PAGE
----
The SQL Server I/O chart shows the number of pages physically read from, and written to, disk by SQL Server.
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SQL Server keeps a copy of its most recently used database pages in the Buffer Cache. When a connection needs to reference a database page, SQL Server performs a Logical I/O. This involves checking the Buffer Cache to see if the requested page is already in memory. If the page is not already in there, it will be read from disk, causing a Physical I/O.

Listed below are the main physical I/O types shown in the chart.

Read Ahead

reads occur when SQL Server determines that a table or index is being processed sequentially. In this case, SQL Server reads the next few pages into the Buffer Cache before they are requested by the user connection. Then hopefully they will already be there when required and the user connection will not have to wait for an I/O operation.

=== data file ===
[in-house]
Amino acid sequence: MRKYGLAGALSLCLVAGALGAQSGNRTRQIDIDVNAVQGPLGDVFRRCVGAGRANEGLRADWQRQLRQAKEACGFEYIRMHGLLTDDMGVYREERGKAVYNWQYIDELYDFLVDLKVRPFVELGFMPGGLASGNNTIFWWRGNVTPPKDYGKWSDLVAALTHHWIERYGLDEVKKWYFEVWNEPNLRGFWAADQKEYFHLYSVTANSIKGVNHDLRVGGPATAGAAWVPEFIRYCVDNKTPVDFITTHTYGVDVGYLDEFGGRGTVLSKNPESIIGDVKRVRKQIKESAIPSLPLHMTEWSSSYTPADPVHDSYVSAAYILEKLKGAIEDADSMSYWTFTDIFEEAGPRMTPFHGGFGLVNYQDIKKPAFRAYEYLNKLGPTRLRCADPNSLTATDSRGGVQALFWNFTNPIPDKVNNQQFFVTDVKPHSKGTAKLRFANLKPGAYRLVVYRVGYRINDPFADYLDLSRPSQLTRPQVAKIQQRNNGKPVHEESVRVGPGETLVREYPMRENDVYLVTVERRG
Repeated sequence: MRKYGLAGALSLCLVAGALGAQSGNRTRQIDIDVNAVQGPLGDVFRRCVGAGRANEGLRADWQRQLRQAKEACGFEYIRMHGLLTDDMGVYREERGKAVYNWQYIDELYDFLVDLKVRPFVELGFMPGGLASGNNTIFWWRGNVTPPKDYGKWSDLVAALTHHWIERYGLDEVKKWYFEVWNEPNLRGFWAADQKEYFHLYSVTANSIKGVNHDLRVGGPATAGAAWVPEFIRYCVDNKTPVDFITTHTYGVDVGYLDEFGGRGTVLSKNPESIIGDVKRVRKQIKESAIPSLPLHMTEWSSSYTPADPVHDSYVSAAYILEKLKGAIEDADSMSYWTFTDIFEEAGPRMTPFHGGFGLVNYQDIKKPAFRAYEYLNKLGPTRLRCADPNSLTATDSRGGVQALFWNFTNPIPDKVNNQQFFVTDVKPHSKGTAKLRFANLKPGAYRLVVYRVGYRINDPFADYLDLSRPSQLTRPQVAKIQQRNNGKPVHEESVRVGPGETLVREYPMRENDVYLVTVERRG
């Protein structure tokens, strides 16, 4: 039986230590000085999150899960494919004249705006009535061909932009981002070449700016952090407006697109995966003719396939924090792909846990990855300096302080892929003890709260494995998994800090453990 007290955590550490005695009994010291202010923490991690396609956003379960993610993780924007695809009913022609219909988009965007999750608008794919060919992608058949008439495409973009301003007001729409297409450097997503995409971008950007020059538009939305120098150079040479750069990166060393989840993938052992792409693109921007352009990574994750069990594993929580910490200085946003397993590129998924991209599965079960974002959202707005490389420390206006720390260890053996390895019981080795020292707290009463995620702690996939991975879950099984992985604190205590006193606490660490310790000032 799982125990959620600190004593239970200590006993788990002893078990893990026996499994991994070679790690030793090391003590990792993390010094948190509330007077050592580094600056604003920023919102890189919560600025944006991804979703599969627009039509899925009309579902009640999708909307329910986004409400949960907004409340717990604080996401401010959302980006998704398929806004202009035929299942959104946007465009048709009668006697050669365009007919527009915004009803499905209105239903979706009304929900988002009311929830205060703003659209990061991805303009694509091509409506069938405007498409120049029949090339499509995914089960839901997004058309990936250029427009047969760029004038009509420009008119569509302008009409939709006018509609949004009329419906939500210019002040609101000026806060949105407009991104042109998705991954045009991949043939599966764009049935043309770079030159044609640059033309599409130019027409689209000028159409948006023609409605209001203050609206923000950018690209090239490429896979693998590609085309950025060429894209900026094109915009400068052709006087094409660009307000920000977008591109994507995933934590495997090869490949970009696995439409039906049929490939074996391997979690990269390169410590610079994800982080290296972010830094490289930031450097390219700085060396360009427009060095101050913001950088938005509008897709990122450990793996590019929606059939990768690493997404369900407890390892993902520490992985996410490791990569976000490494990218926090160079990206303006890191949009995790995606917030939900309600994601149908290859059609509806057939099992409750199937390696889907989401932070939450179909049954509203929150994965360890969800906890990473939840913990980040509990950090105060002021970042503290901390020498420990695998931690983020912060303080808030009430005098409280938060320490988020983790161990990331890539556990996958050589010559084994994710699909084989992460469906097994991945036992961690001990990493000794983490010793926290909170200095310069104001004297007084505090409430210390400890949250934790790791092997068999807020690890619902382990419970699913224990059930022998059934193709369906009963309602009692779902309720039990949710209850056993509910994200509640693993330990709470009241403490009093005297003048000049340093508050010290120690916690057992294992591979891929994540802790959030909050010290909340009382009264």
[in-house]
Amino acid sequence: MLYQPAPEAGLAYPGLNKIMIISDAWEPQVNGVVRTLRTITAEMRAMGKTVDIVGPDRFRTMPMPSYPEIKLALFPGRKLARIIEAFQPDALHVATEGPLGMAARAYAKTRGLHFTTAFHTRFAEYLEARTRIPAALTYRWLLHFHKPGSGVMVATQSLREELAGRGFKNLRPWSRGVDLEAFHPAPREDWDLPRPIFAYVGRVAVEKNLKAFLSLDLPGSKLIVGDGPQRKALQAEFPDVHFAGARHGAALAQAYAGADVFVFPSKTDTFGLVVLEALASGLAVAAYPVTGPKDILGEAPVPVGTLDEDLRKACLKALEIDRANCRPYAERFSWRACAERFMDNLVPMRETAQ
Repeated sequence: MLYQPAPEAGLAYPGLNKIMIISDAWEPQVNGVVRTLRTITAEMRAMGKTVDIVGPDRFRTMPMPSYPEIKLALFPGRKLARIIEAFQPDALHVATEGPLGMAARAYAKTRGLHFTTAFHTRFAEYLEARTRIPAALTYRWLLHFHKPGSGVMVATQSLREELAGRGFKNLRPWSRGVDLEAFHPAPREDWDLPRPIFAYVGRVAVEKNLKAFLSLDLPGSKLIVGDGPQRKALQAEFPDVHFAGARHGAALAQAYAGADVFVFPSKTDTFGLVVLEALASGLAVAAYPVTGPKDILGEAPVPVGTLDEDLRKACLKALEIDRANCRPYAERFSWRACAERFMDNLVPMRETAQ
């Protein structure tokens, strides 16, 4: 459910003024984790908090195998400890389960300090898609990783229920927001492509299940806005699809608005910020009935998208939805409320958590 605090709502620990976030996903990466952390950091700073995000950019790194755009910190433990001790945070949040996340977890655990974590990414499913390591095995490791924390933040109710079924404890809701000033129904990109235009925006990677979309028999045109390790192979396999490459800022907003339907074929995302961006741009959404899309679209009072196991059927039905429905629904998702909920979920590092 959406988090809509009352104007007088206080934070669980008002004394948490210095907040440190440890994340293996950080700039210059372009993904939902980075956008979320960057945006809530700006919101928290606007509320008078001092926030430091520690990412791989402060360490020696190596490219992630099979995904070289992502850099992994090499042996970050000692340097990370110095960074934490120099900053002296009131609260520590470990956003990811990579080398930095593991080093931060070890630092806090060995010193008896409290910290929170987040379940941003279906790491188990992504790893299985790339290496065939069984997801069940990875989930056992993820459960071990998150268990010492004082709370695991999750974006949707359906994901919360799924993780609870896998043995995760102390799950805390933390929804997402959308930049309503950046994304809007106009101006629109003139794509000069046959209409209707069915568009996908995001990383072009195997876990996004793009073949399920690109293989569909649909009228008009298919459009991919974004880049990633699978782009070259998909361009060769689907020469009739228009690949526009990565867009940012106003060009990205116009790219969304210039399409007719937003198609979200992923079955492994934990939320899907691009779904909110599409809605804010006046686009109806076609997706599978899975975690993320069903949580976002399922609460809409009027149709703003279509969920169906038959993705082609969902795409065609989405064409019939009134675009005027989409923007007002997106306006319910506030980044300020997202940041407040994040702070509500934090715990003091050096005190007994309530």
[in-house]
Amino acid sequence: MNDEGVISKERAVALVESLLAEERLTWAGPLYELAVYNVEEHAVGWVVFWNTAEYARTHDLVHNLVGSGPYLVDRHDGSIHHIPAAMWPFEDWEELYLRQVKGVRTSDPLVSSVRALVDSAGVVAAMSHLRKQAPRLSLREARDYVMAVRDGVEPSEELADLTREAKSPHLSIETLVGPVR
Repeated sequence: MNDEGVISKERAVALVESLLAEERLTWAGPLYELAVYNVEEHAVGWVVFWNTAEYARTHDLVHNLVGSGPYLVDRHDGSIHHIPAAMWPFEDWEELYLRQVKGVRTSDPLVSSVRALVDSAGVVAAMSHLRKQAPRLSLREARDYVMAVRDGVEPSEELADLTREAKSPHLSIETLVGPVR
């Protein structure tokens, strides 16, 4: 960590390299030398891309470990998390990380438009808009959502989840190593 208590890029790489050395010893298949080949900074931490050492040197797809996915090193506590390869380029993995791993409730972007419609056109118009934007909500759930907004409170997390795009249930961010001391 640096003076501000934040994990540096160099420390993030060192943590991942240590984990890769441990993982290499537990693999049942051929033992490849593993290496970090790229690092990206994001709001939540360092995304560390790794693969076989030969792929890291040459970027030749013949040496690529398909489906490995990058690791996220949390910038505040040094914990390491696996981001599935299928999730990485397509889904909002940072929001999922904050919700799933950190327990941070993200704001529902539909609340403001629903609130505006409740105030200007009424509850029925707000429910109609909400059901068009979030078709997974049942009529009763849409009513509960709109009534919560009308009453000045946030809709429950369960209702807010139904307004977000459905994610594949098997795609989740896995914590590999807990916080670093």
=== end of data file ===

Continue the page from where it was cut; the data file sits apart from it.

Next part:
Checkpoint Writes

are the most common type of write activity under normal circumstances. The Checkpoint process periodically flushes all modified pages from the Buffer Cache out to disk.

Lazy Writer Writes

are done when the Lazy Writer process needs to free up buffer pages that have been modified in the Buffer Cache. It must first write the changed pages to disk before it can free up the buffers.

Physical Page Writes

are write operations where the user connection has to wait for the I/O to complete before continuing. These are most often caused by operations such as create index, bulk insert or restore.

Physical Page Reads

are the most common method that SQL Server uses to read pages. This is used when a connection requests a page that is not already in the buffer cache. The connection requesting the page will have to wait for the I/O operation to complete.

Logical Page Reads

are performed when pages in the Buffer Cache are being referenced by SQL connections.